A nonbeliever's SECOND reading of the Bible

A nonbeliever's SECOND reading of the Bible
Hunc tu caveto.

Wednesday, December 14, 2005

Writing movie reviews is, for a journalism student interested in politics, like dying; you have to deal with it eventually, but you just don’t look forward to it. That said, I saw a political documentary called The Peacekeepers that captivated my interest.

The Peacekeepers is one of those films that coerce us into second guessing some of the beliefs we may have held for a long time.

For instance, what do we think about when we think of the United Nations? To be honest, I used to think the same thing that is the prevailing opinion now. I used to think the United Nations is a defunct organization, and that it outlasted its usefulness sometime between World War 2 and the end of the Cold War. That’s what I used to think until I learned why it’s a defunct organization, and that it is actually the fault of member states, not the organization itself.

Packed into 83 minutes, The Peacekeepers offers us insight on why people in the U.S. would think the UN is defunct, and also how the U.S. helps make the organization defunct. The story behind it is also gripping enough to keep a person interested.

What the movie does is give insight as to how the UN Peacekeepers operate, specifically in the Democratic Republic of the Congo and their UN mission there called MONUC. Told from the UN’s perspective, we get the impression that no one really wants to help the Congo, but when people do, great things can happen.

What is also evident is the reluctance of First World countries to help out in what is deemed a “failed country”. The US is reluctant to give even financial support to help out a people in a “developing country”, mainly because there will be no return or benefit to the U.S.

France volunteers their services, but only for three months, and declared that the warlords have been “disarmed” just as they leave. They weren’t, but the French said it anyway.

Instead, UN peacekeeping in the Congo is done by other Third World countries like Uraguay, India, and Pakistan.

I think what the film is insinuating is that it’s really the fault of member states that the UN mission could fail. After all, member states are the ones who provide financial and military assistance for these missions. If there is no cooperation, then there will be no success.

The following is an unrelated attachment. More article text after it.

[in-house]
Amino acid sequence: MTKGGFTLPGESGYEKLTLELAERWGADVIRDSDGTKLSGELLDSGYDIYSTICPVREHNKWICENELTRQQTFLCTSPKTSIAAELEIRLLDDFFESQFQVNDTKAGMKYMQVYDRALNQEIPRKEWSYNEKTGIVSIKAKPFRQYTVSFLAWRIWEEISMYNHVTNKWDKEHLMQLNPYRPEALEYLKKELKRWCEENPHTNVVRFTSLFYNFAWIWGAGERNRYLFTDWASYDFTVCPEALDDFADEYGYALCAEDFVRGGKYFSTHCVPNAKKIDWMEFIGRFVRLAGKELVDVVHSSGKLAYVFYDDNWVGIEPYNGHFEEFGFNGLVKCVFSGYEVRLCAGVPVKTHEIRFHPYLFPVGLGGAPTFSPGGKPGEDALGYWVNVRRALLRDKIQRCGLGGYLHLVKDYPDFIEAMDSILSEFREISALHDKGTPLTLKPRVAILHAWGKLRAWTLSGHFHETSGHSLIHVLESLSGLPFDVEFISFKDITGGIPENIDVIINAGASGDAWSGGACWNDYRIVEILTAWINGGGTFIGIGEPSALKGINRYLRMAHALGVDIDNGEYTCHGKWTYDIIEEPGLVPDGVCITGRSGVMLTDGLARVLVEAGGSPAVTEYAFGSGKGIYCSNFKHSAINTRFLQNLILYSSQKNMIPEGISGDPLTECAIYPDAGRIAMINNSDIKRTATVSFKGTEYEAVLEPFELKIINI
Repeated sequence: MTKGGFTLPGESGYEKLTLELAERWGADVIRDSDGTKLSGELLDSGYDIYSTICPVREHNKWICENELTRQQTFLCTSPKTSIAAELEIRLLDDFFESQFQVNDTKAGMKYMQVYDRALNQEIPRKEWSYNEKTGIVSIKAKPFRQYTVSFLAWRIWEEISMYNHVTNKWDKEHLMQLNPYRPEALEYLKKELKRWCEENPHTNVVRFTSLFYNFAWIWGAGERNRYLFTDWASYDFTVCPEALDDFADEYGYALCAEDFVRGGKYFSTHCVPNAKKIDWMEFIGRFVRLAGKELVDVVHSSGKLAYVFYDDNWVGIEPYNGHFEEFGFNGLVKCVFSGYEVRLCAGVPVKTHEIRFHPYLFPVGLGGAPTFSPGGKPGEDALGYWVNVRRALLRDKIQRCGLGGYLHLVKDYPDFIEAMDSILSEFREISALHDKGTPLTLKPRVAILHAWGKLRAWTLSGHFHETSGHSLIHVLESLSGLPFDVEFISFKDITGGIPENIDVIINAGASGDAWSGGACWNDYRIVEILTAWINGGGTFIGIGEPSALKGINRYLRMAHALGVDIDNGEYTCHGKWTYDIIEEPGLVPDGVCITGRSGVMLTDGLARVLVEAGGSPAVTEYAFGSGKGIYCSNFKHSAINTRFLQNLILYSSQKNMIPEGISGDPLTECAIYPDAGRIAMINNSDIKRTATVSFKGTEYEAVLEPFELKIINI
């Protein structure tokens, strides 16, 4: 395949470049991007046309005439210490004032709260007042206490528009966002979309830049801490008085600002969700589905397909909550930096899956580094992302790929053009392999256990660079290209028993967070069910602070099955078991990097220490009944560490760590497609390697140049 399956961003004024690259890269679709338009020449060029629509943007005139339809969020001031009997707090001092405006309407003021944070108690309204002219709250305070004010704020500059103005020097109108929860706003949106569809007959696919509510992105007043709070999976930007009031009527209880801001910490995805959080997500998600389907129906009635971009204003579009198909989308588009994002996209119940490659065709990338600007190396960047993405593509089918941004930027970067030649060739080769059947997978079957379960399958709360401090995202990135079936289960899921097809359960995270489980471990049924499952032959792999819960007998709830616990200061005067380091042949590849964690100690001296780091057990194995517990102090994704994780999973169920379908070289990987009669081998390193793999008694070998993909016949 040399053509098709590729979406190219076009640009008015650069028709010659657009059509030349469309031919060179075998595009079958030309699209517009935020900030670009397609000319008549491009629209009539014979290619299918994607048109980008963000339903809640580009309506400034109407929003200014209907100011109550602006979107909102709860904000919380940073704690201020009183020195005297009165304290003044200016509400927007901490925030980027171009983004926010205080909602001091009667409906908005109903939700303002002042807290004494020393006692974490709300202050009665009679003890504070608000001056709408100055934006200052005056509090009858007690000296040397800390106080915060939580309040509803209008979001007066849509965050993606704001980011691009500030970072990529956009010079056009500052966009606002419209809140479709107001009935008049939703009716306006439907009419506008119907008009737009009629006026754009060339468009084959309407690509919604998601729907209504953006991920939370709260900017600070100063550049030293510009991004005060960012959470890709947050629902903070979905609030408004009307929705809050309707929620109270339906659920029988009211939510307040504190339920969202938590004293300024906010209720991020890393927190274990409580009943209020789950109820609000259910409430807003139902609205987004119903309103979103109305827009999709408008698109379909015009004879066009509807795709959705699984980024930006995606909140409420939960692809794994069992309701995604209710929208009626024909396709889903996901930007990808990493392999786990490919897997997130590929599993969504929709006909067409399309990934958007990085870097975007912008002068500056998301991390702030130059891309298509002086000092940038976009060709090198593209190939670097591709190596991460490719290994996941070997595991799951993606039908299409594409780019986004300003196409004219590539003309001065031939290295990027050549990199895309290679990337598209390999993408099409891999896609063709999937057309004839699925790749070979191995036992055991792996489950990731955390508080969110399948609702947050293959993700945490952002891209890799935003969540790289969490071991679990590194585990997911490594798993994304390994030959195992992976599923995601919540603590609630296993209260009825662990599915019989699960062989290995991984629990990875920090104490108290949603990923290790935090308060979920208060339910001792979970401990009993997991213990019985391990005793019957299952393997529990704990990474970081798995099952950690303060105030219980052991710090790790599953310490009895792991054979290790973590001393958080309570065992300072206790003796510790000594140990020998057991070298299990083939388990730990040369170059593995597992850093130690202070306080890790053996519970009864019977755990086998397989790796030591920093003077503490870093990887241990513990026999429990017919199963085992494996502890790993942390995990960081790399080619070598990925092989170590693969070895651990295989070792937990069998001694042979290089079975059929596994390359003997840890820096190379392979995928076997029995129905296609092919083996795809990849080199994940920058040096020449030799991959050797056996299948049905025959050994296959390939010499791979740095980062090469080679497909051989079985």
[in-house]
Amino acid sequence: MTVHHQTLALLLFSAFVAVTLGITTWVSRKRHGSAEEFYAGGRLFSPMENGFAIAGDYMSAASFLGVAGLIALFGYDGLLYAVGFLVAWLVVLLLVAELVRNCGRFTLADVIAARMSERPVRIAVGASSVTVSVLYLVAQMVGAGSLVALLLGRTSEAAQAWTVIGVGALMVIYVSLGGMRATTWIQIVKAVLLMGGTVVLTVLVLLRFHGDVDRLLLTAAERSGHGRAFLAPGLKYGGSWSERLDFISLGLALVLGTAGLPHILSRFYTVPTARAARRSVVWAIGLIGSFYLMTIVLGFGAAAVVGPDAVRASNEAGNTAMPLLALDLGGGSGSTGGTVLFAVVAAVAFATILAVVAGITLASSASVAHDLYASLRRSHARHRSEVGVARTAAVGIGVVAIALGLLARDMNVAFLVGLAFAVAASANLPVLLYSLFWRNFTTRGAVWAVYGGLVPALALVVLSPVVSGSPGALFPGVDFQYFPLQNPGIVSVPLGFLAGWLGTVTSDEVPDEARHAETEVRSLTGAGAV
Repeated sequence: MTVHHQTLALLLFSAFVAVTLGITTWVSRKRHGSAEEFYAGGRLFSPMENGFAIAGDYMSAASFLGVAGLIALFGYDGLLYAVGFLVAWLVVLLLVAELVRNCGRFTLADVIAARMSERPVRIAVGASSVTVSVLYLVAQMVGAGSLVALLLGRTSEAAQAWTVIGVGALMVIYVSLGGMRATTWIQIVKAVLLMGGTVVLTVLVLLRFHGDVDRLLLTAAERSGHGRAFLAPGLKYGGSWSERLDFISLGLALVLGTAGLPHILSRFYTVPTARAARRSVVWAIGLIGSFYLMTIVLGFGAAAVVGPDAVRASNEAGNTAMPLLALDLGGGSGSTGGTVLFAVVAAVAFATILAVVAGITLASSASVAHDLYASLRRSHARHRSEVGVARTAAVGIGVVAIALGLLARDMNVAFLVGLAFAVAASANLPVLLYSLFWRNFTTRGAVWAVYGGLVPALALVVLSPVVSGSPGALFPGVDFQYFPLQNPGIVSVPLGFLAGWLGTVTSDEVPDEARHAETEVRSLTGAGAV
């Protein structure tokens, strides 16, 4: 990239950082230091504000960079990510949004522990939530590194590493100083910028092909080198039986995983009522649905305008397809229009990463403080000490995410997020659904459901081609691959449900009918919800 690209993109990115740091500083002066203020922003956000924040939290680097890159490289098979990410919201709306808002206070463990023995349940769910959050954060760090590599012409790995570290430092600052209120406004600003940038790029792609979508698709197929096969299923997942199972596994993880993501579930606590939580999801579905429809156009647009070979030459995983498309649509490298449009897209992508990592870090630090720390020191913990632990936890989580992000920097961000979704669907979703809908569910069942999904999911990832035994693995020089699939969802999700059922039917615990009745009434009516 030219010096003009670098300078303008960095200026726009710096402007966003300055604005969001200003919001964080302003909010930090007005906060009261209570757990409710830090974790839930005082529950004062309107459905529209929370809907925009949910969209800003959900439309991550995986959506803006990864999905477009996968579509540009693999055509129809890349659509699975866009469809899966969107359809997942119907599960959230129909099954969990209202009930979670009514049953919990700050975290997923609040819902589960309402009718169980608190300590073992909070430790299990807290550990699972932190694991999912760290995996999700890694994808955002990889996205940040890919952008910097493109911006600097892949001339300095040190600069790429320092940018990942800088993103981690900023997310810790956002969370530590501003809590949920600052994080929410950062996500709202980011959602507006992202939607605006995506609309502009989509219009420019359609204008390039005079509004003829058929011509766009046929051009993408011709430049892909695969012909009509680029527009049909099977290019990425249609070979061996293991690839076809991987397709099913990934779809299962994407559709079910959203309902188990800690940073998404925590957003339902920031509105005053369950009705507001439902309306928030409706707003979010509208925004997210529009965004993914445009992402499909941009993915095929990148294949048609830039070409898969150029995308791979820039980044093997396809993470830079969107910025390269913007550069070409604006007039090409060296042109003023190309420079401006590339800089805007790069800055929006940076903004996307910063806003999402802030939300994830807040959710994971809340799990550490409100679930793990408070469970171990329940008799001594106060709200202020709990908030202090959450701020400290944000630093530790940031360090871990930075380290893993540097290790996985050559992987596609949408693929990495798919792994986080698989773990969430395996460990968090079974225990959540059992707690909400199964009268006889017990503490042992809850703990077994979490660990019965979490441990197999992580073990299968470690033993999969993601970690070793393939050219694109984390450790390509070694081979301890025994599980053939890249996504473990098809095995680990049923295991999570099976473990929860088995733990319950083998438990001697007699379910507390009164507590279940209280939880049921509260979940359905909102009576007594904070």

The after effects of the massacres, while saddening, drive home the point of what not helping does. It’s like when someone sees an accident on the freeway, but just drives by thinking someone else will help.

At the same time, I think it shows some naivety on the parts of the UN and the western world. We tend to live in a bubble that says the way of the world is supposed to work in a certain way. Take, for example, the way warring tribes in that section of the world do battle. Actually, they fight like all primitive cultures, from ancient Europe to Africa to the Americas. The fighting is opportunistic, involving killing and/or enslaving helpless villagers and lots of evading other people who are armed.

And when you come across another force that is well-armed, depending on the sophistication of the forces, they just simply run to the hills and hide until they can come out again. Really, the whole goal is to make money, not necessarily for some higher cause like nationalism.

In the mid-1880’s, European colonizers all the way in Berlin carved Africa up into neat regions called the Congo and Angola, etc. The problem is that these Europeans didn’t take into account the hundreds of tribes consisting of millions of people that often intersected with each other.

This is part of the reason why Ugandan troops and other troops from neighboring countries were to be found right there in the heart of the Congo, fighting the way they probably always have done, and to try to find ways to profit. Seeing the film, you’d notice that money and profit is the driving force for the fighting around the region of Irunduti, which has a number of natural resources like gold and mines.

It is too bad that the history of the Congo was not taken into account, as I think it would’ve added more perspective to an already engaging story, which is one of misunderstanding, apathy, and politics.

Friday, November 18, 2005